Biodegradable fishing gear is not good enough

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For commercial fishermen, losing gear is part of doing business. Fishing lines and nets break and fray over time or have to be cut when fishing gear gets stuck on the seabed. According to one estimate, at least 50,000 tons of nets, lines and traps disappear into waters globally every year. In California alone, as many as 14,000 lobster traps are lost or discarded each season. Most of these materials are plastic, and many of them are still partially functional, meaning they can continue to catch and kill marine life for centuries – a process known as ghost hunting.

For several years, scientists, fishermen and conservation organizations have been eyeing a not-so-new solution: biodegradable fishing gear. Made from things like microalgae fibers or biodegradable polyester, this equipment can be broken down by aquatic microorganisms. However, while these environmentally friendly nets provide benefits, recent field trials conducted largely in Norway and South Korea show that biodegradable nets catch far fewer fish than synthetic nets.

“Biodegradable equipment right now is not very good,” says Benjamin Drakeford, a marine resource economist at the University of Portsmouth in England.

In the Atlantic cod fishery, for example, nylon nets catch up to 25 percent more fish than biodegradable alternatives. A team of scientists attributed this deficiency to the tendency of biodegradable materials to be more flexible and stretchable, which may allow fish to vibrate freely.

But Drakeford and his colleagues wanted to look at the bigger picture: whether biodegradable nets and traps reduce fishermen’s catches – but they also Reducing environmental damage caused by lost and neglected equipment – ​​is this financial hit worth taking? After all, fishermen have a vested interest in keeping fish populations healthy. The scientists analyzed previous studies on the effectiveness of biodegradable fishing gear, then interviewed 29 fishermen, boat owners and representatives of fishing industry groups in England about their expenses, profits and other financial details.

In conclusion, Drakeford and his colleagues wrote in a recent paper, the industry’s shift to biodegradable nets will not reduce the effects of ghost fishing enough to offset declining catches by fishermen. Biodegradable nets would leave more fish in the water and reduce false catch rates, helping fishermen catch fish in the future. But to compensate for the decline in catches, fishermen will need financial incentives.

But scientists say that if biodegradable fishing gear can be improved, the benefits “compared to conventional fishing gear will grow exponentially.”

One big problem, scientists say, is that a certain degree of ghost hunting is currently restricted: equipment has already been lost. Even if fishermen everywhere replace their gear, the decline in ghost fishing — and the resulting rise in fish stocks — will not happen for years. So instead of improving their catches by reducing bogus catches, fishermen are trading environmental sustainability for less catch without seeing much direct benefit.

This lack of cost-effectiveness could be overcome through government support, notes Brandon Kuczynski, an industrial ecologist at the University of California, Santa Barbara, who was not involved in the work.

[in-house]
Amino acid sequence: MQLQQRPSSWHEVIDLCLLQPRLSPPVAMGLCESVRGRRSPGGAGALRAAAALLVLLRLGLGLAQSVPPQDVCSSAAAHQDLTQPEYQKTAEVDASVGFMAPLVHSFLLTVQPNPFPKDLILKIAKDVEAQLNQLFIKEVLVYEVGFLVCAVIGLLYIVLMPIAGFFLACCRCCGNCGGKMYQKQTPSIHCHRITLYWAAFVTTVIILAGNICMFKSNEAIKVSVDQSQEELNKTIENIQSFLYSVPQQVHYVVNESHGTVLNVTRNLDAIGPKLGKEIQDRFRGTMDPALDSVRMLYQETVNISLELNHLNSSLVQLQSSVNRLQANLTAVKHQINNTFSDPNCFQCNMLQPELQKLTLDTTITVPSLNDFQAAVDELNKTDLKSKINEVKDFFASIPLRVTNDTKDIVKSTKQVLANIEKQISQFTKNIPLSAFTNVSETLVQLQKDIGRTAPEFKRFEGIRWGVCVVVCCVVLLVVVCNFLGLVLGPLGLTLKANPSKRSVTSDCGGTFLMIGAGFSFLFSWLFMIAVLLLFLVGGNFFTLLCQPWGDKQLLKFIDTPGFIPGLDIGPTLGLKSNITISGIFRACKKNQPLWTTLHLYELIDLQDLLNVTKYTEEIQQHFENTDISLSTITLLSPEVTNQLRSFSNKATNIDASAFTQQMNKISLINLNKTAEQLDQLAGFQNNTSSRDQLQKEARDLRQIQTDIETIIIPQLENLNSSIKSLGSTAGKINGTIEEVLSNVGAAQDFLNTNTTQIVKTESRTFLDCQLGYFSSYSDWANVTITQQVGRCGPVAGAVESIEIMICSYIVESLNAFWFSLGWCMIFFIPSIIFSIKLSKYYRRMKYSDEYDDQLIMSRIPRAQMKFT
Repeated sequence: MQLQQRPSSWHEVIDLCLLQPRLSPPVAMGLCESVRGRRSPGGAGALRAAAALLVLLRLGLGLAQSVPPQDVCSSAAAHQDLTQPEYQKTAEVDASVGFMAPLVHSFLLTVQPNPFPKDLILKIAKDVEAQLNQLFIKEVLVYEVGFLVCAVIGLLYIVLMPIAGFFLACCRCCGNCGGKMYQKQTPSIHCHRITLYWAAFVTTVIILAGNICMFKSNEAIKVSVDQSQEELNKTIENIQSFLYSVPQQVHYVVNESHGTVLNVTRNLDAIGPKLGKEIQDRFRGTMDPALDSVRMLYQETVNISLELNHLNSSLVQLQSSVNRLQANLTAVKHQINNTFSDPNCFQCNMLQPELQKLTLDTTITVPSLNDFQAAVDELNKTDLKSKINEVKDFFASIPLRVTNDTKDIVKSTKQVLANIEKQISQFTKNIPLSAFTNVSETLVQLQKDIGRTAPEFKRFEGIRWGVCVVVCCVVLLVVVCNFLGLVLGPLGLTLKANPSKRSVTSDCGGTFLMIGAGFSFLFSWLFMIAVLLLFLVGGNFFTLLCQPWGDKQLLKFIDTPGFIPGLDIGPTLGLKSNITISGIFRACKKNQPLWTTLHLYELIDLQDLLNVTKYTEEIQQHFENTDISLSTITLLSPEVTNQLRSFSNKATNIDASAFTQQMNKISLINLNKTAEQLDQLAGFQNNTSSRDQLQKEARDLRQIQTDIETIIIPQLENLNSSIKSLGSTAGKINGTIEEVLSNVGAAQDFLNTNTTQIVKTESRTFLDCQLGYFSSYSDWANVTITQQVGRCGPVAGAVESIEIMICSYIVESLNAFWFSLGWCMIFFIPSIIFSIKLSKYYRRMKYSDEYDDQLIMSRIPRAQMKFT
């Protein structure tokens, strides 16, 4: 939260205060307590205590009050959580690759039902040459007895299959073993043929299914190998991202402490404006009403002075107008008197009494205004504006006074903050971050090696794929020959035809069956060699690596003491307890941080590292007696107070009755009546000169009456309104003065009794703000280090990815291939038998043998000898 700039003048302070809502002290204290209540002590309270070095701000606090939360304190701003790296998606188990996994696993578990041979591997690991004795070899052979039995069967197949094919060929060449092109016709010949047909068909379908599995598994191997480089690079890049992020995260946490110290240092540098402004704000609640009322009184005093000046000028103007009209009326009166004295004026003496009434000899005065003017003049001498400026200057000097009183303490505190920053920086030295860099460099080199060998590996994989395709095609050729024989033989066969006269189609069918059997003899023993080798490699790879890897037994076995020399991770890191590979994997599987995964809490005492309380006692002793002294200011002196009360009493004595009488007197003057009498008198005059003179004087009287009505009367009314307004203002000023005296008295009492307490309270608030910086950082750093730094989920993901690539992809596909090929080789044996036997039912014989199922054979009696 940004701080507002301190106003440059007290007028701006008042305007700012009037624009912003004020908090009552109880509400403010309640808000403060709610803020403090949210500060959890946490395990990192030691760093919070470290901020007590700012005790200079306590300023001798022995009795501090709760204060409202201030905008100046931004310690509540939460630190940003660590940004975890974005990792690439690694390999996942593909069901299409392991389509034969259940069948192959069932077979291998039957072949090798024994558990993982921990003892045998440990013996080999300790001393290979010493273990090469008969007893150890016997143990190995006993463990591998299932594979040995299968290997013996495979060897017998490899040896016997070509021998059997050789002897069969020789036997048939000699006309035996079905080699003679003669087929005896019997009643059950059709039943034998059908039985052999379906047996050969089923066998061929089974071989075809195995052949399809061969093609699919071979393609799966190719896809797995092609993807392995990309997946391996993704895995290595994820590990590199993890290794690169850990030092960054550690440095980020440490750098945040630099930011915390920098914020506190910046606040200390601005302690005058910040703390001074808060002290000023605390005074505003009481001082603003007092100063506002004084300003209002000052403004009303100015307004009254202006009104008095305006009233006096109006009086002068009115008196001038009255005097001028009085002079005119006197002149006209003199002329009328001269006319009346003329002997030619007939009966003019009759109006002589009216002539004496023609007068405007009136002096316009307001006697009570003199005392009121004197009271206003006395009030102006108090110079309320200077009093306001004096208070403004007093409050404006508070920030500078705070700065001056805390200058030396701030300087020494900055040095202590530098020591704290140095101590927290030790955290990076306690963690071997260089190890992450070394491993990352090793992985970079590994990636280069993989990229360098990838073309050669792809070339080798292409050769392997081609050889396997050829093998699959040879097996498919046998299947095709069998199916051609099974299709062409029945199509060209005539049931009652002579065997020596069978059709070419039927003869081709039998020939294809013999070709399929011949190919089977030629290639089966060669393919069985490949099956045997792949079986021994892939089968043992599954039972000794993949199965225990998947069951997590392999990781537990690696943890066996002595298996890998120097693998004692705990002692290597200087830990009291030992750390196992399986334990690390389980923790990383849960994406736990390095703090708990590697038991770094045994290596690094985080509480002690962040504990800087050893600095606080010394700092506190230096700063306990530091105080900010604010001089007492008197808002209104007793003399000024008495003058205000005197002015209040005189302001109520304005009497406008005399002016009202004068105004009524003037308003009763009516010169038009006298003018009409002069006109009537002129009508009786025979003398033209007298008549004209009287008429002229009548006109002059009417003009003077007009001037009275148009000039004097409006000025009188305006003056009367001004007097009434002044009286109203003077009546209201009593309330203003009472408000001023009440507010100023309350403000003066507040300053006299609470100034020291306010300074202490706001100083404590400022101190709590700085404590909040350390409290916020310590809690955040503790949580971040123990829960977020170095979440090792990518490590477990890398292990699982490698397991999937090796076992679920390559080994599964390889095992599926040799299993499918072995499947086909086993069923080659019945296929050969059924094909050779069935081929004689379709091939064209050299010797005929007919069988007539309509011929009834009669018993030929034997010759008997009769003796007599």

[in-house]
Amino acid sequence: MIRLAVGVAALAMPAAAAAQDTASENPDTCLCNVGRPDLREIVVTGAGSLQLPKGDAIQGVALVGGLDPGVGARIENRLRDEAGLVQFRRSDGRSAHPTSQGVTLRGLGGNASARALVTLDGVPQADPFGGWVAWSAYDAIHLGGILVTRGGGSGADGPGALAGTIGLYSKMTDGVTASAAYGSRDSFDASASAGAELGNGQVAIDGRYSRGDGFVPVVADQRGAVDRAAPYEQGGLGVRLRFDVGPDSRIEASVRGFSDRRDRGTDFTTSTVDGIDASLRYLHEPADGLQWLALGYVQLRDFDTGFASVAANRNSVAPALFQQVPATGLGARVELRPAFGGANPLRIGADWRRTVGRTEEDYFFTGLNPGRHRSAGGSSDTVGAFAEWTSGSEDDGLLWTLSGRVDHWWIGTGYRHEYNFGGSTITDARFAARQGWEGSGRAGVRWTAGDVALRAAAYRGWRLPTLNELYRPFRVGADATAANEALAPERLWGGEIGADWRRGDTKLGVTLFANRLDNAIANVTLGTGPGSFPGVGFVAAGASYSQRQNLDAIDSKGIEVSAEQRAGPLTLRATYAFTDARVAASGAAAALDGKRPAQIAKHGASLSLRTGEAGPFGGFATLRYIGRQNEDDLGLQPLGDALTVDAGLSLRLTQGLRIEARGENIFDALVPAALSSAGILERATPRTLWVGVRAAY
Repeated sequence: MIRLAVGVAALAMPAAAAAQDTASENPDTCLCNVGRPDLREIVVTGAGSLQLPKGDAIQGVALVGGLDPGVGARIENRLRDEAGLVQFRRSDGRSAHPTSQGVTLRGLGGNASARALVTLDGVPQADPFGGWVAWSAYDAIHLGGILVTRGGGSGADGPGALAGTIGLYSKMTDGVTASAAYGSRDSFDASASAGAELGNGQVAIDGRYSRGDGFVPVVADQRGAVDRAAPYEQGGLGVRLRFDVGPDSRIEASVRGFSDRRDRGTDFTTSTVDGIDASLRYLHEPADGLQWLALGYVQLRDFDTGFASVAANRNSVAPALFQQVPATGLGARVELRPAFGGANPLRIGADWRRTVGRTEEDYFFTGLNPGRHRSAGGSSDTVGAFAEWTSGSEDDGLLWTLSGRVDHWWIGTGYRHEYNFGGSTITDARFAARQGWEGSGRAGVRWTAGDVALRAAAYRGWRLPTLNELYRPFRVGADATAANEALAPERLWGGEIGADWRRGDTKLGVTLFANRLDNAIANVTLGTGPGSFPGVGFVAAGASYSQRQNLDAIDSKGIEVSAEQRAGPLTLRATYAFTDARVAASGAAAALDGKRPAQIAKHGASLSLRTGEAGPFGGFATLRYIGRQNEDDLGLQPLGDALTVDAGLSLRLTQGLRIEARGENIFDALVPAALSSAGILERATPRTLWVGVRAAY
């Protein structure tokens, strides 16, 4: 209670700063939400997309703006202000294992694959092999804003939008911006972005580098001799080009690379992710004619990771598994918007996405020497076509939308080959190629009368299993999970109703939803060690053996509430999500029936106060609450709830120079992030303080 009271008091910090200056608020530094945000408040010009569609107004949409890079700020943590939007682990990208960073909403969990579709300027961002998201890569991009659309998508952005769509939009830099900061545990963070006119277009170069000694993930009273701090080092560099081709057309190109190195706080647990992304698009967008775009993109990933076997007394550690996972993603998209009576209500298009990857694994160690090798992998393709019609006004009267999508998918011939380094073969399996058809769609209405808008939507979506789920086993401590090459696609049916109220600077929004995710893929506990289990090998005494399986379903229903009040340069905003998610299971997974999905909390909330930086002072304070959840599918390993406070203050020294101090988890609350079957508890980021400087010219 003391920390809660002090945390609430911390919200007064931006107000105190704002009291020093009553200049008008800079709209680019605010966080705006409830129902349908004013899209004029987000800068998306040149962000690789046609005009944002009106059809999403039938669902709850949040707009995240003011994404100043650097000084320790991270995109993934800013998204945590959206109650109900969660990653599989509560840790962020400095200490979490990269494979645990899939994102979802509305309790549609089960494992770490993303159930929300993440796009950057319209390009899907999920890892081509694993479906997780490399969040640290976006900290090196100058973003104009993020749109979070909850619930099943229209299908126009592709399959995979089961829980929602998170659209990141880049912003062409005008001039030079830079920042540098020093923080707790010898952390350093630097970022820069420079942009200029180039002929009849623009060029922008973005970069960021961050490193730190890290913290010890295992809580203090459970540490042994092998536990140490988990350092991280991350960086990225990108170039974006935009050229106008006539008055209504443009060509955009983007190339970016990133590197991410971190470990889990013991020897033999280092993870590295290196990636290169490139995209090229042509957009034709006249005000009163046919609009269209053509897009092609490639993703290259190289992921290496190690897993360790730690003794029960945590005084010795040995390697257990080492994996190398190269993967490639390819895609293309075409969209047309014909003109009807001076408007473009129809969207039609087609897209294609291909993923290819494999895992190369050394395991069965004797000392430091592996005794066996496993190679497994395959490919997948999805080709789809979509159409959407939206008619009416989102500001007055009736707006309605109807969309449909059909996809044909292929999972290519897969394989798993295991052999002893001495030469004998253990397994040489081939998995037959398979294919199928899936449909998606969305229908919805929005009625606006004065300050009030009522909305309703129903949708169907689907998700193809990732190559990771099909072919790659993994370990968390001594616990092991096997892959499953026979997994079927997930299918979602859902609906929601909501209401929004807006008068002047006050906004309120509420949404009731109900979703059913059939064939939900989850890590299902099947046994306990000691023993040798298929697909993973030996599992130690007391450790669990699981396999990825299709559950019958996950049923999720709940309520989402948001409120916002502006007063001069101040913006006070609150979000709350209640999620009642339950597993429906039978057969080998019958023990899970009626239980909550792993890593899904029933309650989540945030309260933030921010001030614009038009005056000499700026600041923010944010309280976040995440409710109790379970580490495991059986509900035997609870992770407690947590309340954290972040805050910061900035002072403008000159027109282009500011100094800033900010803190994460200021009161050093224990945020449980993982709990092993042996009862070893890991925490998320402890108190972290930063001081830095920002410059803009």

Drakeford and his team’s analysis comes amid growing concern about marine plastic pollution, which is flowing into the world’s oceans at alarming rates and could haunt marine ecosystems forever. Large pieces of plastic can suffocate marine life, while micro and ultrafine plastics – the inevitable result of plastic degradation – can have more serious impacts.

Jeff Chester, campaign director for the conservation organization Oceana, says that while he supports efforts to develop biodegradable gear, he believes it would be easier and faster to implement a punishment-and-reward system to incentivize hunters not to lose or throw away their gear the first time. place. Such a system would require all commercial fishing gear to be registered and tracked, he says.

“If you park your fishing gear, you have to prove you’re going to get it back,” he says. He adds that currently there is no penalty for fishermen who lose their equipment other than having to buy new equipment. It is believed that such a system could be more effective in reducing waste.

There is also another option: holding net manufacturers financially responsible for plastic gear contamination and the costs incurred by fishermen as a result of switching to biodegradable gear. This concept, known as extended producer responsibility, is briefly discussed in Drakeford’s paper.

For his part, Drakeford believes the low efficiency of biodegradable nets represents a speed bump on the road to widespread adoption. He believes that equipment will follow the path of electric cars, getting better and better. He points out that in just one decade, the range of electric cars has increased several times.

Drakeford sees some irony in the fact that the switch to biodegradable equipment, at least in concept, is not so much a leap forward as a step backward.

“In the past, we used biodegradable materials to make crab pots, fishing nets, etc.,” he says. “We know the answer to that question, we just need to go back to what we used to do.”

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